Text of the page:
So… we’ll say it again. Many of us go through our day HEARING those around us, but not really LISTENING to them. And hey, it’s hard! Our world is full of even more distraction and noise than ever before, making listening is a TON of work. It requires a lot of patience and concentration, among other things!

So what does this have to do with being a Deacon and why is it so important? Don’t the Elders do the listening and the Deacons do the DOING?

Here is why we believe LISTENING is vitally important in the work Deacons do (and for all of us who call ourselves followers of Jesus for that matter!):

1. Listening Builds Trust: It shows the other person they are appreciated and valued and that they matter. Let’s be honest; people LOVE to talk about themselves! And the more they talk, the more they’ll open up – about the things they love, the things they worry about, the things they fear. The longer they talk and you listen, the more they’ll share. The deeper they’ll go. Once this happens, a bond is formed. And for many, this is where healing can begin. “The most basic and powerful way to connect to another person is to listen. Just listen. Perhaps the most important thing we ever give each other is our attention. A loving silence often has far more power to heal and to connect than the most well-intentioned words.” (Rachel Naomi Remen)
2. Listening Brings About Mutual Respect and Understanding: When we listen properly and actively, it helps us see the world through another’s eyes. “One of the biggest mistakes we make is assuming that other people think the way we think.” (Author unknown) We must practice listening to understand, not to reply. Listen to learn and discover the story behind the message. Listening and taking time to ask follow-up questions can bring clarity and avoid quick judgments or harsh reactions. It’s been said that people need your kindness more than your opinion.
3. Listening Brings New Insights: If you allow it, any encounter can be a teaching moment. Every single person you meet can teach you something you didn’t already know before. And in a team atmosphere, gaining a better understanding of a problem or challenge can help you find better solutions! When listening, picking up on the non-verbal is just as important. The best leaders listen and observe what people AREN’T saying in order to really hear them.

One trap deacons (and other ministry leaders likely) can fall into is “We’re too BUSY to listen!” You’ve got things to do and little time to do it. Not many of us cannot afford the luxury of spending the time and energy to simply listen to those around us. We interrupt to wrap up a conversation or to cut a long story short when we’re in a rush or we think we have more important things to do. Trust me; I’ve done this with my chatty neighbour, Jim, more than once! I get it! BUT! What if instead of just DOING, DOING, DOING all the time, we aggressively seek out new and better ways to listen?? How would that change how we do ministry? How do we life!?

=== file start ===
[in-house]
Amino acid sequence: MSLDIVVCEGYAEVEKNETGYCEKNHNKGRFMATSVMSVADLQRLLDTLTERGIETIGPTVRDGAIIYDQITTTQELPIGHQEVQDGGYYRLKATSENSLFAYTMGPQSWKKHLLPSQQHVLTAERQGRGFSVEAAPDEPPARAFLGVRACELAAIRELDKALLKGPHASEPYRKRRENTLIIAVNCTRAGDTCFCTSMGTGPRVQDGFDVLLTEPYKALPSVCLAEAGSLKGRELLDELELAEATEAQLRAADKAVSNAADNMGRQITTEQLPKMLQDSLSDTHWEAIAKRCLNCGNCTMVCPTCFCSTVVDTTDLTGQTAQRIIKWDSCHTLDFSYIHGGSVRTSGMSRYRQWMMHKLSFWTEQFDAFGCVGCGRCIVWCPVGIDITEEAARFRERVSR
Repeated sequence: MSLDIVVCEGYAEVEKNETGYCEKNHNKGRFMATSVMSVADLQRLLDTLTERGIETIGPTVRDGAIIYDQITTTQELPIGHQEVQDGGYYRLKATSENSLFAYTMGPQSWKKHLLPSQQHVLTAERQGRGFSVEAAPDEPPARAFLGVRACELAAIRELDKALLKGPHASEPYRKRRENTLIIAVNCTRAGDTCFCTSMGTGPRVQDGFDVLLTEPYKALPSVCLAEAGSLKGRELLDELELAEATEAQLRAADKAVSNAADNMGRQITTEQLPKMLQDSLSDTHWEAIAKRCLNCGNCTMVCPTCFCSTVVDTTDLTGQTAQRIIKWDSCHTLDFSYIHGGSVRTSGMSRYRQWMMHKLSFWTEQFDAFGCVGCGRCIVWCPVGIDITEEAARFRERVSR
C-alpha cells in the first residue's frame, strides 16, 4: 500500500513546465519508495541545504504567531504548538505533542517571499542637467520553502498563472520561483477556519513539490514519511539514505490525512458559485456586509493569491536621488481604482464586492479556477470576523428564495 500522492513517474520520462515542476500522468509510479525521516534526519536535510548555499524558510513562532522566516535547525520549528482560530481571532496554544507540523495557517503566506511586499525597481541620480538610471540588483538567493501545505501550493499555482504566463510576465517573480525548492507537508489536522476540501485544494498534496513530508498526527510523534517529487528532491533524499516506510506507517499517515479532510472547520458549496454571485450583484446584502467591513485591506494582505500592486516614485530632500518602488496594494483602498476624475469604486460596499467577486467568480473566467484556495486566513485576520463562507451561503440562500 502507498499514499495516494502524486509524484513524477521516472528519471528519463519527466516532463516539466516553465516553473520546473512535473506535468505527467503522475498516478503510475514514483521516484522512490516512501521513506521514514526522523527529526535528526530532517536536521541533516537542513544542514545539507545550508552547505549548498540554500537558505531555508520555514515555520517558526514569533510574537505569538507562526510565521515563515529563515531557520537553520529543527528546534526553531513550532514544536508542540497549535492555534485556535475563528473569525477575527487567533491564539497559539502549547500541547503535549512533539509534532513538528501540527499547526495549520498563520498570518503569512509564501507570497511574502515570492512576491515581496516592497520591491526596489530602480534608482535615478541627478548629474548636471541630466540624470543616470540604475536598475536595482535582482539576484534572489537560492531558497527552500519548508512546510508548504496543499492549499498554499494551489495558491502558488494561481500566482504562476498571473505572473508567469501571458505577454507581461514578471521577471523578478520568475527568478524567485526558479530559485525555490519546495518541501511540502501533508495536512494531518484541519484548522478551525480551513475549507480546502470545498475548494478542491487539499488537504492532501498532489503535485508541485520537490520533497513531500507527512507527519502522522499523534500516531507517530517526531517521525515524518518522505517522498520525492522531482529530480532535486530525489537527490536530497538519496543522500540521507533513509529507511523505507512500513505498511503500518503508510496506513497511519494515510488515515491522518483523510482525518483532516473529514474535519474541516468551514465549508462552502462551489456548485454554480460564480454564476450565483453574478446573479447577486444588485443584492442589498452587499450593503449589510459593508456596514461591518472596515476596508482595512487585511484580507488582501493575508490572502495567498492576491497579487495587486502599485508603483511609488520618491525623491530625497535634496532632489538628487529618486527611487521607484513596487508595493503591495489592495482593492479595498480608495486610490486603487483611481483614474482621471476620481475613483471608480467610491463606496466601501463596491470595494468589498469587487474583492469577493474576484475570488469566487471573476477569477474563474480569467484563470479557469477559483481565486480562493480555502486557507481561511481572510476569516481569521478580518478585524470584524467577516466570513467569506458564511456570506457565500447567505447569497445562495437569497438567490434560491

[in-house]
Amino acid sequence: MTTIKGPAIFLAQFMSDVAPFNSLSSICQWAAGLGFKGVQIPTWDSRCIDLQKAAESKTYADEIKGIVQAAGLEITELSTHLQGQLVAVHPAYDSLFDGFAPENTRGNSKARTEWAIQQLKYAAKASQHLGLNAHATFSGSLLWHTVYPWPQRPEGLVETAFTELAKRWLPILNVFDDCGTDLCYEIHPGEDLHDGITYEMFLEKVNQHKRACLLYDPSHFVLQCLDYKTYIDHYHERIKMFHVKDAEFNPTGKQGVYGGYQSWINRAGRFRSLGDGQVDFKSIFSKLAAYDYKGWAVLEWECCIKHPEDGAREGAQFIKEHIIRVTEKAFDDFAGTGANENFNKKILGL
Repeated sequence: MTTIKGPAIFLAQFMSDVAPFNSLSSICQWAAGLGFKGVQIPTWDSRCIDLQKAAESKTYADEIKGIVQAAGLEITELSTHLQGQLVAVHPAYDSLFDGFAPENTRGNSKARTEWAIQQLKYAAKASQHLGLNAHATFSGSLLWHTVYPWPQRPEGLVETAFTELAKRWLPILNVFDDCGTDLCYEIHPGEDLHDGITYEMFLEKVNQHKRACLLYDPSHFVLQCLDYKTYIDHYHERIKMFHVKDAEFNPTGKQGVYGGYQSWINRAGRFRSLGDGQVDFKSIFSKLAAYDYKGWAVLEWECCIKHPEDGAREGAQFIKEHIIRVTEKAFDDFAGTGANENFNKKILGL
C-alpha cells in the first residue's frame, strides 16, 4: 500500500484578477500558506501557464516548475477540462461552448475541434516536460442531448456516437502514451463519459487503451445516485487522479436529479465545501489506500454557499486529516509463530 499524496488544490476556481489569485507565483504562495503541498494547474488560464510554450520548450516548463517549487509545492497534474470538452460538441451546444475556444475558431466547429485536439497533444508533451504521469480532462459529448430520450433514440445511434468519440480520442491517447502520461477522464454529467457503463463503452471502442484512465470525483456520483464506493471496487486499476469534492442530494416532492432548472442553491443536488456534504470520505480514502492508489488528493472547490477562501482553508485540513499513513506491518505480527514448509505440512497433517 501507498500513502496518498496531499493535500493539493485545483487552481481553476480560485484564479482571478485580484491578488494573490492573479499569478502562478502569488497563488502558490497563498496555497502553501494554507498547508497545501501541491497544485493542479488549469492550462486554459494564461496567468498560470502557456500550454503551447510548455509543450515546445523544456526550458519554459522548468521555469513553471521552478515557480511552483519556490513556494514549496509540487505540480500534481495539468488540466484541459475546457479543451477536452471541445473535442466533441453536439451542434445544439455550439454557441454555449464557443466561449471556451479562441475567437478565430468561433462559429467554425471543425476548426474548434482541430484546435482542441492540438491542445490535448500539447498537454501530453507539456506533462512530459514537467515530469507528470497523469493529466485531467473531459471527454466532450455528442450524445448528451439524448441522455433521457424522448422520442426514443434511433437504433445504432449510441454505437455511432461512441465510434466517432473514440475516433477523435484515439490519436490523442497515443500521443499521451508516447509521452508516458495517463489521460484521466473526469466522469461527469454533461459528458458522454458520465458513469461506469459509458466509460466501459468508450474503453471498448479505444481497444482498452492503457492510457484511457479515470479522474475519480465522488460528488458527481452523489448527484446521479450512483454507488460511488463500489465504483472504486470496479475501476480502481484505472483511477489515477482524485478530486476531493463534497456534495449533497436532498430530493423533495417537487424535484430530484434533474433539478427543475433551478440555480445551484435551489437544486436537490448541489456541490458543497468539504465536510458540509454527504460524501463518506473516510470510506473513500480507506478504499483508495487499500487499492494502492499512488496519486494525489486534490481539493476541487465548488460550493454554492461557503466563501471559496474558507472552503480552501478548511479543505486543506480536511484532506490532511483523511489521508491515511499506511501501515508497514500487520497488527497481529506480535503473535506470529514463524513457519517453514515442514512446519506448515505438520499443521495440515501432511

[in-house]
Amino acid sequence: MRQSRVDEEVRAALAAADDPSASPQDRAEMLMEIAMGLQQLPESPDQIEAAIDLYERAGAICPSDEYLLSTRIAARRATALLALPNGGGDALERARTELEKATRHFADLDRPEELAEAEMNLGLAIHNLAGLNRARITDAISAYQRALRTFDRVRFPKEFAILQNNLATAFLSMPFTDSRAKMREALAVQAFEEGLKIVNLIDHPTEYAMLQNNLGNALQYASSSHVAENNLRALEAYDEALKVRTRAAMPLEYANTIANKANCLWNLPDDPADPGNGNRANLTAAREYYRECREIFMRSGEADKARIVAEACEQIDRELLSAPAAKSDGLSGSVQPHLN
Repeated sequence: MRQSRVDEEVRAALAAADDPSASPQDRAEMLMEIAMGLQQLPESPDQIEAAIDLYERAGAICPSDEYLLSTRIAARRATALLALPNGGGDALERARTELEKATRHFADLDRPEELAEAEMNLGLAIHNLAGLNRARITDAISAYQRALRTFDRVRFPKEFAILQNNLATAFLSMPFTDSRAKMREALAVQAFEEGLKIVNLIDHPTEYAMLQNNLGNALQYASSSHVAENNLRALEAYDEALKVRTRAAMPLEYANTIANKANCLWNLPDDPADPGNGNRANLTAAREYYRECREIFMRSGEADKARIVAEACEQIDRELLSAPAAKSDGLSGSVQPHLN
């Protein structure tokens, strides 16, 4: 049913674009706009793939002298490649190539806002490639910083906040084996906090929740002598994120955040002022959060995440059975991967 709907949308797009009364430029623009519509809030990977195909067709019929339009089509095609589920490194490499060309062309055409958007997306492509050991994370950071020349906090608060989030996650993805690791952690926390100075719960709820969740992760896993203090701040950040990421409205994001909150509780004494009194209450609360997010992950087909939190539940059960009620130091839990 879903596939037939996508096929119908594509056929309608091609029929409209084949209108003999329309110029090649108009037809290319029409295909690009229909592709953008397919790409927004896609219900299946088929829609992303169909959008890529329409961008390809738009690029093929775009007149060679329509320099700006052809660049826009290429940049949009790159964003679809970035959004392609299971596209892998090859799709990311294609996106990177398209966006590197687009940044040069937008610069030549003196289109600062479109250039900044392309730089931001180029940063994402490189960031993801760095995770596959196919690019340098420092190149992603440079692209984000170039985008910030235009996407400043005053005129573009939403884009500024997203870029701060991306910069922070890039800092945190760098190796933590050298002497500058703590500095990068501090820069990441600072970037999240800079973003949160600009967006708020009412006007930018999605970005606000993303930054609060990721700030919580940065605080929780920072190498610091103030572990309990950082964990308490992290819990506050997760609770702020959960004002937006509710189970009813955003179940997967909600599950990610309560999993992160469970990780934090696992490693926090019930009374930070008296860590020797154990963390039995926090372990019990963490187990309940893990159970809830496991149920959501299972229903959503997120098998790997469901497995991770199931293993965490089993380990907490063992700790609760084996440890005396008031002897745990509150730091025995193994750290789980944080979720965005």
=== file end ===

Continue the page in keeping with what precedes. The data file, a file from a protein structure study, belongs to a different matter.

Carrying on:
Learning to listen well won’t happen overnight. It requires discipline, effort, and intentionality. And while part of this may be creating margin to allow for deep listening, this doesn’t mean it’s another ‘activity’ to add to our already-full calendar: it’s simply the attitude and posture we take on when we communicate with those around us. As stated above, it’s a choice we can make as we go about our daily interactions. In order for deacons to do ministry effectively, inside AND outside the church walls, they must become better listeners. If deacons are all about “demonstrating in word and deed the care of the Lord himself,” (aka loving others), isn’t the first duty of love to listen? (Paul Tillick) “Let every person be quick to hear, slow to speak, slow to anger.” (James 1:19) LISTEN MORE; TALK LESS. Pretty simple, right? Yet, too often our human nature takes over and we are slow to hear, quick to speak, and quick to anger. If we fail to listen, we fail to build trust, gain mutual respect and seek understanding, and our ministry will fall completely flat.

So this begs the question: Who, as Deacons, should you be listening to?

1. God
2. Each Other
3. Your Community

We’re sure this topic has already conjured up some questions. Over the next couple of weeks, we’ll unpack each of these areas a bit more so we can learn together what it truly means to be better listeners as you go about your work of “awakening compassion, demonstrating mercy, seeking justice, and collaborating with God’s Spirit for the transformation of persons and communities!” As we move through this month (and the months that follow!), let us never miss an opportunity to listen deeply and actively!

#GivingTuesday coming up November 28, 2017

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Have you seen this video recently? It has been making its way around Facebook and other Social Media platforms. It’s not a new video (it came out December 2016). It’s also not a new concept: being grateful for EVERYTHING we have! If you haven’t seen it, we’ll give you a minute to watch it now.